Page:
We All Need to Cross-train

Athletes who specialize in one particular sport are encouraged to cross-train in order to improve overall performance. Of course, basic fitness is good for all sports, but on top of that foundation, building skills in more than one speciality is beneficial in reaching top ability in another.

In complex organizations, managers are well advised to have the members of their teams cross-train in each other’s skills, so that the team as a whole can continue to function in the absence of particular members. Cross training is good for employees and team members because it makes each person more valuable to the organization that she serves.

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Human life is like that. A technician who cannot appreciate a well plotted mystery or a well played sonata is missing something of what it means to be human. A scientist whose sense of wonder does not stretch beyond the laboratory to the way of an eagle in the air; the way of a serpent upon a rock; the way of a ship in the midst of the sea; and the way of a man with a maid, lives an impoverished life.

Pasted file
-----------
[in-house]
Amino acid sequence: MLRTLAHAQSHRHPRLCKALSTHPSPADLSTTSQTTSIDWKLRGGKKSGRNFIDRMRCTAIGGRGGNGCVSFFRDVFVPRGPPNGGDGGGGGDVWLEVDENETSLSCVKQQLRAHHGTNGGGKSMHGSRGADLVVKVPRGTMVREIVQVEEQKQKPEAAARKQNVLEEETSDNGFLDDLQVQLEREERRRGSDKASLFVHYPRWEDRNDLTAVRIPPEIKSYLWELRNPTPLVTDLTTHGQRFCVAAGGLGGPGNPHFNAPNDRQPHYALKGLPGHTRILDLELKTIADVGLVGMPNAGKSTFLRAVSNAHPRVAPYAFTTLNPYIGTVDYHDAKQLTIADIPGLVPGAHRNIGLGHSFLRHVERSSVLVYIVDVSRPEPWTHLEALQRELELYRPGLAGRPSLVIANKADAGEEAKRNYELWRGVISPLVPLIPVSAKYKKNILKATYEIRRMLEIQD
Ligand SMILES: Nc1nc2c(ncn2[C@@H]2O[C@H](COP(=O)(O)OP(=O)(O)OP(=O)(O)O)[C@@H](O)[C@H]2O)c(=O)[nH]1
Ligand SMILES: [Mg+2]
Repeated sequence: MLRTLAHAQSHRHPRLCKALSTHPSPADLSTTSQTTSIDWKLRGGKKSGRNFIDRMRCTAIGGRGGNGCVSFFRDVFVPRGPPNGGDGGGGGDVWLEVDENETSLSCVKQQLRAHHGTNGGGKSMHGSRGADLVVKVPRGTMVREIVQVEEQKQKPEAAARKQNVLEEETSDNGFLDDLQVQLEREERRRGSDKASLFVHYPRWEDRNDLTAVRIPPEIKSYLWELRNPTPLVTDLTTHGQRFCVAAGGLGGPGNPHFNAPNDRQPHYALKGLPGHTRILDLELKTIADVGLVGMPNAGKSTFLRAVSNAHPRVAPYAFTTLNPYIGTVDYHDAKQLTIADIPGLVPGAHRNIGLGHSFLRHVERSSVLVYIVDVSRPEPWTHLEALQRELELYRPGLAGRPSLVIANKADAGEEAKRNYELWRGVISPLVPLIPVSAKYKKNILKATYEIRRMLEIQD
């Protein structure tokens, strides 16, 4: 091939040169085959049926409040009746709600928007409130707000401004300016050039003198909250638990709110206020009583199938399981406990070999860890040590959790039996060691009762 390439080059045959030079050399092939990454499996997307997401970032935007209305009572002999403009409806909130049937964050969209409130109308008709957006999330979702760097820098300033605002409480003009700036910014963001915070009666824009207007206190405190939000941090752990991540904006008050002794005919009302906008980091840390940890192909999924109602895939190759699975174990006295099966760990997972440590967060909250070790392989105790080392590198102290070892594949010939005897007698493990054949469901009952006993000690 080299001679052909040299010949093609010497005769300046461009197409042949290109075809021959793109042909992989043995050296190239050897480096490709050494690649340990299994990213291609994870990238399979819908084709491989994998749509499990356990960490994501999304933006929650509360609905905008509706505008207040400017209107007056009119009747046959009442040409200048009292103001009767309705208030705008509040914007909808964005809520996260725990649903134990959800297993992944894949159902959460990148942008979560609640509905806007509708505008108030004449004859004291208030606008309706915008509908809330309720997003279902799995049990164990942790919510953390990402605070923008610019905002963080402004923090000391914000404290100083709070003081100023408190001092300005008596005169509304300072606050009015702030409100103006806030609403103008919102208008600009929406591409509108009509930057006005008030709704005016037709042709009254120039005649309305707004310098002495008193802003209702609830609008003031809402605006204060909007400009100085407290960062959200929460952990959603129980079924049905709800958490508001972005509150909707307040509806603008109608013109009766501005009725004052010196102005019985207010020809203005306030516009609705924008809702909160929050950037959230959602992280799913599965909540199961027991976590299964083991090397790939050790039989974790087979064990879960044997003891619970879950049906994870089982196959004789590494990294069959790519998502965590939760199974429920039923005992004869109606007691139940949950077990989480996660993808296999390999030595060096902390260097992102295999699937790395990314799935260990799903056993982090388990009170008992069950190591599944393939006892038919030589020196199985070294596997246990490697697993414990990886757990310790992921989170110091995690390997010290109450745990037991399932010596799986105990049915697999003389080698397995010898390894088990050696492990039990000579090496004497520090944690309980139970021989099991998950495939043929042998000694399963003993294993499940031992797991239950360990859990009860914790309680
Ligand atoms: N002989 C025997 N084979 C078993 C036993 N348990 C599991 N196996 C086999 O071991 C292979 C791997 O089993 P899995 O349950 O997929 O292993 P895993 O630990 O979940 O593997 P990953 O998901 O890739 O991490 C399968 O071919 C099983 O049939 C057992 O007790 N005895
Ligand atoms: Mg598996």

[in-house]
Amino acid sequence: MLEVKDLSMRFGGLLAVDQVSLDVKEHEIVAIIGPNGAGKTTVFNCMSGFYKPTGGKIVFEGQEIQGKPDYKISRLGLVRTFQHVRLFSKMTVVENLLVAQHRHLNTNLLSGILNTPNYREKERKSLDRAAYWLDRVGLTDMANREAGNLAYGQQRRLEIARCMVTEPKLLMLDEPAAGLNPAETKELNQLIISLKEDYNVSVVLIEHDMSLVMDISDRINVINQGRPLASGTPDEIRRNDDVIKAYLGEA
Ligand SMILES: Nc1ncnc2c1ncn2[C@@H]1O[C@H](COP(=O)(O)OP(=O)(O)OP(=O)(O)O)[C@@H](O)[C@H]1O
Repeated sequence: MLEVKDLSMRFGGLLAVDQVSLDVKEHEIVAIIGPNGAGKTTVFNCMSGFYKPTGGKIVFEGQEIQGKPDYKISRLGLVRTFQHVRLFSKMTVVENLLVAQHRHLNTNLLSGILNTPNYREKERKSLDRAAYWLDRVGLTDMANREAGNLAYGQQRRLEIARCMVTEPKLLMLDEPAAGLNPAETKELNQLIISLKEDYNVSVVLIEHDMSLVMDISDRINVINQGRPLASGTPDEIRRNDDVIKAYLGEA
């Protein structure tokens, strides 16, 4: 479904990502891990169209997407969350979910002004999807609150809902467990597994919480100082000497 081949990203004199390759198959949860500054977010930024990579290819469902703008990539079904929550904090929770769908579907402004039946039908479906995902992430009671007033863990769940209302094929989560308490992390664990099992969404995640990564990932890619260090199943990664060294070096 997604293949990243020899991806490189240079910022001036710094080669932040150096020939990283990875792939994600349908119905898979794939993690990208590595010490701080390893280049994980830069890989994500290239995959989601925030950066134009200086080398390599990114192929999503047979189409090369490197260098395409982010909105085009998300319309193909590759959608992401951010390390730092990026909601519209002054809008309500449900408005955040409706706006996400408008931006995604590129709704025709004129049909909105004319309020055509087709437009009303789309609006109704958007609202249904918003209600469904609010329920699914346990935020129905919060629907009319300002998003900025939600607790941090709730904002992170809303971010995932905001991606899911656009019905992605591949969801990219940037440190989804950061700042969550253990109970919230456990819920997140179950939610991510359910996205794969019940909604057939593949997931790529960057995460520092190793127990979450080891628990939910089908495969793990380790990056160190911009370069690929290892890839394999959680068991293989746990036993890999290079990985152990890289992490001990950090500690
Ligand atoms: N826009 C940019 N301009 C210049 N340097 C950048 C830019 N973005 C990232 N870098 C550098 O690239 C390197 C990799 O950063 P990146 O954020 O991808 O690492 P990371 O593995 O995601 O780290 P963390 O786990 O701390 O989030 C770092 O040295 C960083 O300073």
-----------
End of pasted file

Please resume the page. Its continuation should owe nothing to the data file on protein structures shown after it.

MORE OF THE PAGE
It is much the same thing when a poet cannot fry an egg, a parson cannot change a tyre, or a linguist cannot program a GPS to show him the way to an address in a city where he has never driven.  We all need to know the depths of the human soul, and have an idea of the mountains of human potential.

The false dichotomies of “arts vs sciences”, “faith vs reason”, “spiritual vs physical” and even “mind vs matter” impoverish what it means to be both human and divine at the same time. 

David Alexander now resides in Holland, MI after 39 years in Taiwan.


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